Our fellow cranks got off this train at Gävle to wait for the following special but we stayed on board behind the pair of wooden bodied electrics to Storvik, which was not quite half-way to Avesta-Krylbo, and waited for the next train to catch up there. One of the crew members went round and checked all the axle boxes whilst we took some pictures before re-locating to the station building which was now fenced off from the track with a replacement island platform provided, accessed by a foot crossing from the car park protected by barriers.
Over in the car park was a strange sight; a posh-looking car which had been badly vandalised, both front and rear windows had been smashed, every single panel scored or dented – including the roof and bonnet, the wing mirrors had been bent back, door handles crow-barred and it had at least one flat tyre. None of the other cars there had been touched so it had either been there for a long time or somebody really had it in for someone, the damage looked far too systematic and deliberate for mere wanton vandalism. Another engineers train passed whilst we were this side of the tracks though it didn’t make the best of photos as it was coming straight out of the rather watery sun. We also had a chat with a couple of local cranks who were part of a group who had arrived in a minibus, they said that Storvik was a good place to watch trains with a good variety passing traffic though, as it was a Sunday, we guessed that they were here to watch the specials today.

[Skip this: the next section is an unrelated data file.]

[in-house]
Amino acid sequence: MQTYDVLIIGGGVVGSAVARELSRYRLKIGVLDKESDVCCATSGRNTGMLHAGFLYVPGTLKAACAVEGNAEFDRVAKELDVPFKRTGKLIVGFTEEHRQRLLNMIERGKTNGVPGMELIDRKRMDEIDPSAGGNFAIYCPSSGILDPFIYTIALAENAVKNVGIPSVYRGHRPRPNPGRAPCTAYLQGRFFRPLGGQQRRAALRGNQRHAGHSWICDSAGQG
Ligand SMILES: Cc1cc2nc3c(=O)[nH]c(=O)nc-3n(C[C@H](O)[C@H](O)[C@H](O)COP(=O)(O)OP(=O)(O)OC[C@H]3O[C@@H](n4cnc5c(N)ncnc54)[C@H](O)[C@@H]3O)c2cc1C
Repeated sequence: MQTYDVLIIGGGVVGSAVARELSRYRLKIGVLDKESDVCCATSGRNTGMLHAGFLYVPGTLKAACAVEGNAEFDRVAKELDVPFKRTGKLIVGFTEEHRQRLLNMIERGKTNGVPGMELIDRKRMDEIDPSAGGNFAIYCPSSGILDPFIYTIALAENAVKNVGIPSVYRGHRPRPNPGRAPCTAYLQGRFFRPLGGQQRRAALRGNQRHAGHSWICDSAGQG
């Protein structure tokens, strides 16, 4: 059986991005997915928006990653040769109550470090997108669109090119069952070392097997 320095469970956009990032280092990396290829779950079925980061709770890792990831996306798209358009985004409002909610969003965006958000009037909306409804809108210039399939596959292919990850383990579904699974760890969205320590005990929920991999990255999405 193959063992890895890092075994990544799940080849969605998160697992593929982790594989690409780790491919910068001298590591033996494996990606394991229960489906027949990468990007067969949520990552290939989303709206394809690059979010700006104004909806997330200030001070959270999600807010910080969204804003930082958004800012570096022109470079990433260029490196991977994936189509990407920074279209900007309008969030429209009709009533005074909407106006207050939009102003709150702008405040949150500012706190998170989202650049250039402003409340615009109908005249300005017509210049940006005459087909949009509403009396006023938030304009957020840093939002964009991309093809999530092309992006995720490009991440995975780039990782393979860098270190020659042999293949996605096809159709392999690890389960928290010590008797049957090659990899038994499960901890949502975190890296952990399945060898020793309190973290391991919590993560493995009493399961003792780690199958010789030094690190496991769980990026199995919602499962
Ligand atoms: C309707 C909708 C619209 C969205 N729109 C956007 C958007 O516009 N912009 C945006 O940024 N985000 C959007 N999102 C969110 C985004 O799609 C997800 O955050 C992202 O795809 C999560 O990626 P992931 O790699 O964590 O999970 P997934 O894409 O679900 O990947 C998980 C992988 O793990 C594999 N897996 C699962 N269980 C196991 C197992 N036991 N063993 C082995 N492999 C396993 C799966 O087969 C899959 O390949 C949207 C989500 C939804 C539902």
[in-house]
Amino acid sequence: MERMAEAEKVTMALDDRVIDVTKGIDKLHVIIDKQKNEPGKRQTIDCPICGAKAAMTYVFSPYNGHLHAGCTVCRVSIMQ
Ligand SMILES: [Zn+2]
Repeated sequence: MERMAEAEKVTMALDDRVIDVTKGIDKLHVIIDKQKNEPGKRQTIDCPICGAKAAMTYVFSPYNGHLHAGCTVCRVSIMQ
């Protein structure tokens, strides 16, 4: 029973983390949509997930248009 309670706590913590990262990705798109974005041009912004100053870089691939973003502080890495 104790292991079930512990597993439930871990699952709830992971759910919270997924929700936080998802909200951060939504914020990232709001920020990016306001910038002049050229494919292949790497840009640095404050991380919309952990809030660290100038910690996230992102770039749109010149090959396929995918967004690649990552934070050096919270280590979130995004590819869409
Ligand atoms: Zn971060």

It was tempting to stay on this side of the tracks to photograph the arrival of the next special train as it had an eight minute stand but it was running late, we needed to catch it and, knowing it was a long train, we didn’t want to get stuck on the wrong side if it didn’t clear the foot crossing. The loco on this train was one of the triple section Dm3 locos built for hauling iron ore trains in the far north of Sweden and Norway and was cause for much discussion amongst our group as whether it counted as one or three locos! As each section had its own number carried on an oval plate on the side, there was a good argument that there were three locos but, on the other hand, the middle section had neither cab nor pantograph….
The Dm3 took us to Avesta-Krylbo where we all stood round chatting thinking that it would be another 25 minutes before the Krokodil, which was following our train, arrived but it turned up very early as we were making our way to the other platform. Luckily we did manage to get a photo as they had some difficulty uncoupling it from the train due to a slightly over-tight coupling.
The Krokodil was then coupled to the Dm3 to work back to Gävle, a rather outrageous combination of locos and five sets of coupled wheelsets and something we would have liked to have done but it was heading in the wrong direction for us. What was heading in the right direction was Ra 846, one of 10 stylish Bo-Bo electric locos built in 1955 and 1961 and named “Rapid 1 to Rapid 10”. Ra 846 was the first of these and was painted in a rather striking orange livery which we took to be it’s original one without the “Rapid 1” lettering on the front.
It would have been nice to go through to Stockholm but it was already 7pm by the time we reached Uppsala and there was no way that we were going anywhere near the “Mc Rancids” again or anything else of that ilk. We had a quick scout round the station area but didn’t see anything that grabbed our fancy so decided to eat at the hotel. It was very nice but rather expensive and although Sweden is not the cheapest of places we could probably have found better VFM elsewhere if we had more time.